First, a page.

Retired Vice Admiral James Stockdale passed away yesterday, July 5, 2005. He was 81 years old. Most people know of Stockdale as Ross Perot’s running mate in the 1992 presidential election and his flubbed debate participation against Al Gore and Dan Quayle. I remember watching this debate, head in hands, upset that not only was Stockdale completely unprepared for the televised event, but that people would walk away not knowing anything of who this man was.
Vice Admiral Stockdale was an American hero of the finest order. Shot down over Vietnam in 1965, he was captured by the North Vietnamese, severely beaten, and placed in a POW prison for seven years. Most of that time he was in solitary confinement. He was routinely tortured. While a prisoner he devised a way to communicate with other prisoners of war by a series of taps on the wall. As the most senior officer in the camp he did his best to keep moral up among the others and to keep them from going insane from the torture. He drew upon the philosophy of the Stoics, which he had studied in graduate school at Stanford, to keep himself sane.
Stockdale’s wife Sybil did not sit idly by while her husband was in prison. Working with federal agents, she sent a letter to Stockdale, with a photograph of a person Stockdale didn’t know. The letter said something about an uncle and a swimming pool, which was actually a hint for Stockdale to get the photo wet, a hint he didn’t quite get. Fortunately for Stockdale, the prison was so humid that the photo ended up getting wet and revealing how secret messages could be written using the letter. Stockdale and his wife used this method to report on actual prison conditions, who was there, who had died. Sybil Stockdale used this information to help raise awareness around the country of the actual horrendous conditions in which POWs were living.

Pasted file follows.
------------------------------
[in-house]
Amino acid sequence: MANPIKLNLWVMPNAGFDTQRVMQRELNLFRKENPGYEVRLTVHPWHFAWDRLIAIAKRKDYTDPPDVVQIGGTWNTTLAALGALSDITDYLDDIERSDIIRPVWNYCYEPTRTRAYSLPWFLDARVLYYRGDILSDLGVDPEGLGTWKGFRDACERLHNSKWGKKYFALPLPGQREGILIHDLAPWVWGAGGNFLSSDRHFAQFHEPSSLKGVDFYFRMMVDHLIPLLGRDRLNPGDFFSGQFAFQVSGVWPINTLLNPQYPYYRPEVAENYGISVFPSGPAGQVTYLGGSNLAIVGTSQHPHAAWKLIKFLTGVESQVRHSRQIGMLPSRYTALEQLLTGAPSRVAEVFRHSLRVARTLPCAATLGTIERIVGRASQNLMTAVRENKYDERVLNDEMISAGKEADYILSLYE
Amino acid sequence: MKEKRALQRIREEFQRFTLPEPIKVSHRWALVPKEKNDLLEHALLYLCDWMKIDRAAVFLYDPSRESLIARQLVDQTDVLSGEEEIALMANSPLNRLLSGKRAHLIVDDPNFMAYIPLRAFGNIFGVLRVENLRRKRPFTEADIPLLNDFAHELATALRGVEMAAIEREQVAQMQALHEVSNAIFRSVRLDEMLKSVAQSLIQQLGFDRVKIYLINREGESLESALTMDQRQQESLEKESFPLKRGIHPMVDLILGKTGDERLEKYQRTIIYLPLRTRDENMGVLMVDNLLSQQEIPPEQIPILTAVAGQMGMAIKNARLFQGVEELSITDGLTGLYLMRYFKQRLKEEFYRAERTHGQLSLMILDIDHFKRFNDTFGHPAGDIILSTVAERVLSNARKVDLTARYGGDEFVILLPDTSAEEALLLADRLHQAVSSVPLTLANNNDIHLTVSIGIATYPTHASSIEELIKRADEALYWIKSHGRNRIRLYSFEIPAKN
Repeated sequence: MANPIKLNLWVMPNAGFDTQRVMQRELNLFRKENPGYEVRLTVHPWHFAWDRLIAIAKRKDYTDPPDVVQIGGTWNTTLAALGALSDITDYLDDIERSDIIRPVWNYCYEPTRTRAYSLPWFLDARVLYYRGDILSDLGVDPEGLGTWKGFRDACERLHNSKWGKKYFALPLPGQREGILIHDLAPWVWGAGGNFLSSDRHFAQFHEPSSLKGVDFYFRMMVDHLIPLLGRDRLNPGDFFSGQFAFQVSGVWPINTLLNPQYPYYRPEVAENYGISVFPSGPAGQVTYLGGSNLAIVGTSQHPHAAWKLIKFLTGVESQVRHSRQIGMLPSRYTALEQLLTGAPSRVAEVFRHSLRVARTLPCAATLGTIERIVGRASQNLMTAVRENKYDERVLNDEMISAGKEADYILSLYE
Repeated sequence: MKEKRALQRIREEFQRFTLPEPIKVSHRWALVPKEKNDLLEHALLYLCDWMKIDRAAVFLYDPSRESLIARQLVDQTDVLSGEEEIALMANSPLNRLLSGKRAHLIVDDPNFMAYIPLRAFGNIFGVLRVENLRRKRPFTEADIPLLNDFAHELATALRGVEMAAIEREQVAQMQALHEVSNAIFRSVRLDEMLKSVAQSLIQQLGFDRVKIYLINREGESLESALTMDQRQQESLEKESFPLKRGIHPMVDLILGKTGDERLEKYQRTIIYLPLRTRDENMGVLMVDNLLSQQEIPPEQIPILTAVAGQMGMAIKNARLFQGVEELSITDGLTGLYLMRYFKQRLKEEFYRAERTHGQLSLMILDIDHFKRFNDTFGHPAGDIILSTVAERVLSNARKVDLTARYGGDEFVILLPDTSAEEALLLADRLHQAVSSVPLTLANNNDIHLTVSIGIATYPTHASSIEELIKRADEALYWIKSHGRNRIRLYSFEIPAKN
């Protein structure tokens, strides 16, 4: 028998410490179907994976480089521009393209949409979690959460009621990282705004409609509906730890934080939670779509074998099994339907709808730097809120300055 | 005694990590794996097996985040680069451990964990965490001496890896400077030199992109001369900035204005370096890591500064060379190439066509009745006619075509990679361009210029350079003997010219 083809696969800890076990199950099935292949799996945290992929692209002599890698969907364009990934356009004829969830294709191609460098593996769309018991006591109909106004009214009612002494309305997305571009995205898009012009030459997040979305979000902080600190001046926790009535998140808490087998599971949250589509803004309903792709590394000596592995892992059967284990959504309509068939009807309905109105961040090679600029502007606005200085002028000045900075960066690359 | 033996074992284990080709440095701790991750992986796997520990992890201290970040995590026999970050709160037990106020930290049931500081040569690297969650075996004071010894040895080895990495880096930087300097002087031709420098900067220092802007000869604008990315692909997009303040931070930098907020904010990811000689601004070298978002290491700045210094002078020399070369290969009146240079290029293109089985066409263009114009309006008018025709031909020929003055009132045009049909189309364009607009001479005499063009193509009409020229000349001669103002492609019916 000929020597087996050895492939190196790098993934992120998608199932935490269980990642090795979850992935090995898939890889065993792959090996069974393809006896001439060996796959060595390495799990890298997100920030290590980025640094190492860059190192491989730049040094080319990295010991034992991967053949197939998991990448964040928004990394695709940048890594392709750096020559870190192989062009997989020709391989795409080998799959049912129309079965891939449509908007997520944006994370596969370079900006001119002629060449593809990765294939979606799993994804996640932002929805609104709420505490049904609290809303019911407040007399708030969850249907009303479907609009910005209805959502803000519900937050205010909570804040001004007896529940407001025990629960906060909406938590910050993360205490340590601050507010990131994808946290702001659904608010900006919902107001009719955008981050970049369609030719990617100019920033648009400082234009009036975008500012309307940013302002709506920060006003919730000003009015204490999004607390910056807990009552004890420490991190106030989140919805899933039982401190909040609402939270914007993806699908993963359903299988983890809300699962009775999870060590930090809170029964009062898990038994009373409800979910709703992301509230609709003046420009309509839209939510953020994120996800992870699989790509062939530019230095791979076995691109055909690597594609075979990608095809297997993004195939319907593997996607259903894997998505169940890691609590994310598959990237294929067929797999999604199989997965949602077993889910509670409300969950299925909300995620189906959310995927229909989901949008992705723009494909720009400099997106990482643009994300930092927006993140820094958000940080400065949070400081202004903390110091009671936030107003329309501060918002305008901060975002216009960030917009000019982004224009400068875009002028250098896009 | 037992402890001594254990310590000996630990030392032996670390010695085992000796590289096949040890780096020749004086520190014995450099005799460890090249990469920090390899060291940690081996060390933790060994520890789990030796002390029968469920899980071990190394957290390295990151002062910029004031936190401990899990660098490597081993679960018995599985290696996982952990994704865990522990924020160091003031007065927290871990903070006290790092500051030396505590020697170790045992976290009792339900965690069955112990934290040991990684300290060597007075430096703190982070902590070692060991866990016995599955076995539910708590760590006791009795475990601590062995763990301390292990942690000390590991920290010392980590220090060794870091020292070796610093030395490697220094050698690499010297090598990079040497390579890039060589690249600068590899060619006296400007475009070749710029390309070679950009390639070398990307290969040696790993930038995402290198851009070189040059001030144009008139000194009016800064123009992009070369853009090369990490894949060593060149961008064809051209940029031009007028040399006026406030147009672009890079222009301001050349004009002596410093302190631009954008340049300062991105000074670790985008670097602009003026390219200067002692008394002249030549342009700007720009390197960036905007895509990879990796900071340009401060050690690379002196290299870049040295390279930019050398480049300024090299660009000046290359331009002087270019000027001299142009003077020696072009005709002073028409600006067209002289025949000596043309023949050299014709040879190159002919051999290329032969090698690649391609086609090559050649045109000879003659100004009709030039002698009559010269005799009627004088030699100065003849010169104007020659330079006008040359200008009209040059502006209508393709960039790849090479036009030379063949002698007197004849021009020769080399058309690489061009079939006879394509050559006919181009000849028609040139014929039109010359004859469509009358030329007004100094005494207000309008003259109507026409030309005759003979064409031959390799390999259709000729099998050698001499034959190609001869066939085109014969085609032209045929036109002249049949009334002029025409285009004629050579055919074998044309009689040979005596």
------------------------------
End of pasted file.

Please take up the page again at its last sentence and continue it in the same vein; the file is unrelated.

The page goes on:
I had the privilege of meeting Vice Admiral Stockdale while he was a fellow at the Hoover Institute at Stanford. He and his wife Sybil had just written a book of their experiences of the war – Stockdale as a POW and his wife Sybil as a political organizer. The book, In Love and War: The Story of a Family’s Ordeal and Sacrifice During the Vietnam Years is not only the stories of these two people, it is a beautiful love story as well – showing how the strength of faith and love in each other helped each of them survive those seven years. I met Vice Admiral Stockdale at a book signing for his book and was struck by his warmth and the deepness of his bright blue eyes. I have never met a man so radiant as James Stockdale.
I highly recommend his book, In Love and War, if you can find a copy. My own signed copies disappeared soon after I bought them. In fact, I was just bemoaning the loss of those books (18 years ago) and wondering how Mr. Stockdale was doing when I read of his passing in the WSJ.